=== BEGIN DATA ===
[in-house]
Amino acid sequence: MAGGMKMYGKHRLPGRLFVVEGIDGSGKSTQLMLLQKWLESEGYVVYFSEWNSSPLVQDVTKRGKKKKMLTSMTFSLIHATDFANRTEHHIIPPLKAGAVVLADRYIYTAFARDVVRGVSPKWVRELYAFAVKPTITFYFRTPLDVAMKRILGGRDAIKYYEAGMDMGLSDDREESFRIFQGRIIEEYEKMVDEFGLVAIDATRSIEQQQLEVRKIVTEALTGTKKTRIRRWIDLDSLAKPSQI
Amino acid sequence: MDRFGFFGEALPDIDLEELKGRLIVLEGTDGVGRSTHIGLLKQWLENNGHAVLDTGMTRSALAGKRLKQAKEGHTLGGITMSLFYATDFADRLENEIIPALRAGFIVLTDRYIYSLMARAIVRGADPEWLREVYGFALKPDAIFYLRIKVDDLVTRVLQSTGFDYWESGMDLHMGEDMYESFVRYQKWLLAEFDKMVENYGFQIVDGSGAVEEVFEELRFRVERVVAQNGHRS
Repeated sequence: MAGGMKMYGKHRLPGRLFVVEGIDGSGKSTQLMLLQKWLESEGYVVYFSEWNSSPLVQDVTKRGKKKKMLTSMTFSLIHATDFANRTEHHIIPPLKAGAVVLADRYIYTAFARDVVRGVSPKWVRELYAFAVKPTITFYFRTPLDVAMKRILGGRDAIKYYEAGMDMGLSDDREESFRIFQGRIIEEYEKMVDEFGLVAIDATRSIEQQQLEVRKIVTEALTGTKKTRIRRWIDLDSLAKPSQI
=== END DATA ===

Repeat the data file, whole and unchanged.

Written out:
[in-house]
Amino acid sequence: MAGGMKMYGKHRLPGRLFVVEGIDGSGKSTQLMLLQKWLESEGYVVYFSEWNSSPLVQDVTKRGKKKKMLTSMTFSLIHATDFANRTEHHIIPPLKAGAVVLADRYIYTAFARDVVRGVSPKWVRELYAFAVKPTITFYFRTPLDVAMKRILGGRDAIKYYEAGMDMGLSDDREESFRIFQGRIIEEYEKMVDEFGLVAIDATRSIEQQQLEVRKIVTEALTGTKKTRIRRWIDLDSLAKPSQI
Amino acid sequence: MDRFGFFGEALPDIDLEELKGRLIVLEGTDGVGRSTHIGLLKQWLENNGHAVLDTGMTRSALAGKRLKQAKEGHTLGGITMSLFYATDFADRLENEIIPALRAGFIVLTDRYIYSLMARAIVRGADPEWLREVYGFALKPDAIFYLRIKVDDLVTRVLQSTGFDYWESGMDLHMGEDMYESFVRYQKWLLAEFDKMVENYGFQIVDGSGAVEEVFEELRFRVERVVAQNGHRS
Repeated sequence: MAGGMKMYGKHRLPGRLFVVEGIDGSGKSTQLMLLQKWLESEGYVVYFSEWNSSPLVQDVTKRGKKKKMLTSMTFSLIHATDFANRTEHHIIPPLKAGAVVLADRYIYTAFARDVVRGVSPKWVRELYAFAVKPTITFYFRTPLDVAMKRILGGRDAIKYYEAGMDMGLSDDREESFRIFQGRIIEEYEKMVDEFGLVAIDATRSIEQQQLEVRKIVTEALTGTKKTRIRRWIDLDSLAKPSQI